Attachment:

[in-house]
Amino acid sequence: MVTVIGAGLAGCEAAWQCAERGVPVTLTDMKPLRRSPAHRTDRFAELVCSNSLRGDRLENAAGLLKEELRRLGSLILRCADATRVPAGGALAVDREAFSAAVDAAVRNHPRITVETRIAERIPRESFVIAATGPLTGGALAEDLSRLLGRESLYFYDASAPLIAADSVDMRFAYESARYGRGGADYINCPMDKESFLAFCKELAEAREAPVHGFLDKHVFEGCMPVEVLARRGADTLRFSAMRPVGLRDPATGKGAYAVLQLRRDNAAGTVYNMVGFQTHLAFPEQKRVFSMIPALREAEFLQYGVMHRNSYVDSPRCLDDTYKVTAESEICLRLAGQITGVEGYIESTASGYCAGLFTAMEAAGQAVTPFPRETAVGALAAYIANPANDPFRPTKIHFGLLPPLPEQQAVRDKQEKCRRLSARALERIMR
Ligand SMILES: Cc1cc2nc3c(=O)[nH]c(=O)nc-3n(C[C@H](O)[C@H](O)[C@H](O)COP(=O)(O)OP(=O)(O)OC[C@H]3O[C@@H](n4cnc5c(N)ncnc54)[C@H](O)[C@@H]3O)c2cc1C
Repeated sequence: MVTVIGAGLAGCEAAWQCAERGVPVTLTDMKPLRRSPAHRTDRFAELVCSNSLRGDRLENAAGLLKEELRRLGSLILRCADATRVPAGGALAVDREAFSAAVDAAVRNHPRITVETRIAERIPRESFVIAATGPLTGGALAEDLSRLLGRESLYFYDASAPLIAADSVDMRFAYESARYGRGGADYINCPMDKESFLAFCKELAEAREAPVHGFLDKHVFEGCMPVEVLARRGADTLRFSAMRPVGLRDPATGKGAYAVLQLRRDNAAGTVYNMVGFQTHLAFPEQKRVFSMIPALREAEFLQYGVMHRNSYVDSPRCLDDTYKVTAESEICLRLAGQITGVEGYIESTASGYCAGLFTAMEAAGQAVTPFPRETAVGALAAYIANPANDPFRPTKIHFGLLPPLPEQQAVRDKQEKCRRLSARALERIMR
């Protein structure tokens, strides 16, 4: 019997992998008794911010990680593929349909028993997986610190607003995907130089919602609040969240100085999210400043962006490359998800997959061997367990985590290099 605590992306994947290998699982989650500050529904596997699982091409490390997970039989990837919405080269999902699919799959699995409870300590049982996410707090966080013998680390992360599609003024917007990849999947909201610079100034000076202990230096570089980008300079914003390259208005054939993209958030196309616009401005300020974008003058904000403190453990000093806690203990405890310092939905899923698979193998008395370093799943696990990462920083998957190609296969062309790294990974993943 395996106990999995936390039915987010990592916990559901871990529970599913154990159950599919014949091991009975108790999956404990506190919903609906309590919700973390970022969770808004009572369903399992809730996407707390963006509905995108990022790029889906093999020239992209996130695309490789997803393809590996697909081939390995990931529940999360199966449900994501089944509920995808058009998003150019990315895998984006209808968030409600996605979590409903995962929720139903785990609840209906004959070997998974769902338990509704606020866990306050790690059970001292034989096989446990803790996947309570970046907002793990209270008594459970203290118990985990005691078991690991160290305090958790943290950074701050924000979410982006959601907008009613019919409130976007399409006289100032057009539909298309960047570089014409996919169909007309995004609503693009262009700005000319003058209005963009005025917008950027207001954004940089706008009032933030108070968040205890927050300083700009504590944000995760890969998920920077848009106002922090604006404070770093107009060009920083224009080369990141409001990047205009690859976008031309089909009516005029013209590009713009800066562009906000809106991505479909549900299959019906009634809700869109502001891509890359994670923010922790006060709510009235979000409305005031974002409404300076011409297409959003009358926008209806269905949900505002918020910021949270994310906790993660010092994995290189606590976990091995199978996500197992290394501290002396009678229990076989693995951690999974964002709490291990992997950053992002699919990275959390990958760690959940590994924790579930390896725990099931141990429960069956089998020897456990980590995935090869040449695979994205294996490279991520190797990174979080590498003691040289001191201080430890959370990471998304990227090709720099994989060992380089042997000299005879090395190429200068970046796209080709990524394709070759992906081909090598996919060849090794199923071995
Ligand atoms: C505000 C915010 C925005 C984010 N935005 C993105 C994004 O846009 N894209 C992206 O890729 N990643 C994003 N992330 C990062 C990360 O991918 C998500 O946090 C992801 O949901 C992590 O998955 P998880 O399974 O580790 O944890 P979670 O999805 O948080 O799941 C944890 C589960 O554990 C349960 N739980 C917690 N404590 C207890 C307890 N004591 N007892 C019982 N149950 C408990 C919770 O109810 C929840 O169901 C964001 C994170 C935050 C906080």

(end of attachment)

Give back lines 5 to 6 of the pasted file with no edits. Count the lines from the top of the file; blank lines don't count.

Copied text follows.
């Protein structure tokens, strides 16, 4: 019997992998008794911010990680593929349909028993997986610190607003995907130089919602609040969240100085999210400043962006490359998800997959061997367990985590290099 605590992306994947290998699982989650500050529904596997699982091409490390997970039989990837919405080269999902699919799959699995409870300590049982996410707090966080013998680390992360599609003024917007990849999947909201610079100034000076202990230096570089980008300079914003390259208005054939993209958030196309616009401005300020974008003058904000403190453990000093806690203990405890310092939905899923698979193998008395370093799943696990990462920083998957190609296969062309790294990974993943 395996106990999995936390039915987010990592916990559901871990529970599913154990159950599919014949091991009975108790999956404990506190919903609906309590919700973390970022969770808004009572369903399992809730996407707390963006509905995108990022790029889906093999020239992209996130695309490789997803393809590996697909081939390995990931529940999360199966449900994501089944509920995808058009998003150019990315895998984006209808968030409600996605979590409903995962929720139903785990609840209906004959070997998974769902338990509704606020866990306050790690059970001292034989096989446990803790996947309570970046907002793990209270008594459970203290118990985990005691078991690991160290305090958790943290950074701050924000979410982006959601907008009613019919409130976007399409006289100032057009539909298309960047570089014409996919169909007309995004609503693009262009700005000319003058209005963009005025917008950027207001954004940089706008009032933030108070968040205890927050300083700009504590944000995760890969998920920077848009106002922090604006404070770093107009060009920083224009080369990141409001990047205009690859976008031309089909009516005029013209590009713009800066562009906000809106991505479909549900299959019906009634809700869109502001891509890359994670923010922790006060709510009235979000409305005031974002409404300076011409297409959003009358926008209806269905949900505002918020910021949270994310906790993660010092994995290189606590976990091995199978996500197992290394501290002396009678229990076989693995951690999974964002709490291990992997950053992002699919990275959390990958760690959940590994924790579930390896725990099931141990429960069956089998020897456990980590995935090869040449695979994205294996490279991520190797990174979080590498003691040289001191201080430890959370990471998304990227090709720099994989060992380089042997000299005879090395190429200068970046796209080709990524394709070759992906081909090598996919060849090794199923071995
Ligand atoms: C505000 C915010 C925005 C984010 N935005 C993105 C994004 O846009 N894209 C992206 O890729 N990643 C994003 N992330 C990062 C990360 O991918 C998500 O946090 C992801 O949901 C992590 O998955 P998880 O399974 O580790 O944890 P979670 O999805 O948080 O799941 C944890 C589960 O554990 C349960 N739980 C917690 N404590 C207890 C307890 N004591 N007892 C019982 N149950 C408990 C919770 O109810 C929840 O169901 C964001 C994170 C935050 C906080």